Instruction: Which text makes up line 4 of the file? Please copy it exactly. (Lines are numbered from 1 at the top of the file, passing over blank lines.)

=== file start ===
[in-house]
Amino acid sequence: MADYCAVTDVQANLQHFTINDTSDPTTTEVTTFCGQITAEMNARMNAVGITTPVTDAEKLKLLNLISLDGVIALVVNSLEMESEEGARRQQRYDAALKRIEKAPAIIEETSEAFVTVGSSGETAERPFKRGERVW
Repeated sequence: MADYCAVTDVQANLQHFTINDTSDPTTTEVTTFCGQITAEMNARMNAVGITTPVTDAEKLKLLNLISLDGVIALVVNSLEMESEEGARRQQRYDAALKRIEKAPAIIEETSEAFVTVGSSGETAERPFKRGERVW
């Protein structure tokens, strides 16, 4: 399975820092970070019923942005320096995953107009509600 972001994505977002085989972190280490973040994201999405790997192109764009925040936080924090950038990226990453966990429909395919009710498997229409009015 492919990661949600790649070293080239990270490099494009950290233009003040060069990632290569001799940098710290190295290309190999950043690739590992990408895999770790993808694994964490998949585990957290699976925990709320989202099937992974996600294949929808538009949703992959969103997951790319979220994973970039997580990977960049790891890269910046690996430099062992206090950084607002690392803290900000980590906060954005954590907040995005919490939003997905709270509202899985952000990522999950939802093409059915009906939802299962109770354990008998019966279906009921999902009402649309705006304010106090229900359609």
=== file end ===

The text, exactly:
């Protein structure tokens, strides 16, 4: 399975820092970070019923942005320096995953107009509600 972001994505977002085989972190280490973040994201999405790997192109764009925040936080924090950038990226990453966990429909395919009710498997229409009015 492919990661949600790649070293080239990270490099494009950290233009003040060069990632290569001799940098710290190295290309190999950043690739590992990408895999770790993808694994964490998949585990957290699976925990709320989202099937992974996600294949929808538009949703992959969103997951790319979220994973970039997580990977960049790891890269910046690996430099062992206090950084607002690392803290900000980590906060954005954590907040995005919490939003997905709270509202899985952000990522999950939802093409059915009906939802299962109770354990008998019966279906009921999902009402649309705006304010106090229900359609």